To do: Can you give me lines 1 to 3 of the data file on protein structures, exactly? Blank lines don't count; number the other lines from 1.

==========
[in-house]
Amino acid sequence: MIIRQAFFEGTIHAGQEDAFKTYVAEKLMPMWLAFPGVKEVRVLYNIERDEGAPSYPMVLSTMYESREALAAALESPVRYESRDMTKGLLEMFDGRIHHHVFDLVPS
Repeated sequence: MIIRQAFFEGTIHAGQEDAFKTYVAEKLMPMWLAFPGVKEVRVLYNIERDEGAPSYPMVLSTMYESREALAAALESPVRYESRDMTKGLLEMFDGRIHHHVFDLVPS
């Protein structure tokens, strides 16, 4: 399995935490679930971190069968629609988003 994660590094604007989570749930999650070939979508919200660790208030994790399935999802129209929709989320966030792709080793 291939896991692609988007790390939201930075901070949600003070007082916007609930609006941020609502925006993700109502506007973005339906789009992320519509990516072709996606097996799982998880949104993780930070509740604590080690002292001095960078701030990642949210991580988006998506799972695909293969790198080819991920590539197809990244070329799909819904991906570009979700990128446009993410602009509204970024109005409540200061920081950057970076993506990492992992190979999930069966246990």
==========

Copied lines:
[in-house]
Amino acid sequence: MIIRQAFFEGTIHAGQEDAFKTYVAEKLMPMWLAFPGVKEVRVLYNIERDEGAPSYPMVLSTMYESREALAAALESPVRYESRDMTKGLLEMFDGRIHHHVFDLVPS
Repeated sequence: MIIRQAFFEGTIHAGQEDAFKTYVAEKLMPMWLAFPGVKEVRVLYNIERDEGAPSYPMVLSTMYESREALAAALESPVRYESRDMTKGLLEMFDGRIHHHVFDLVPS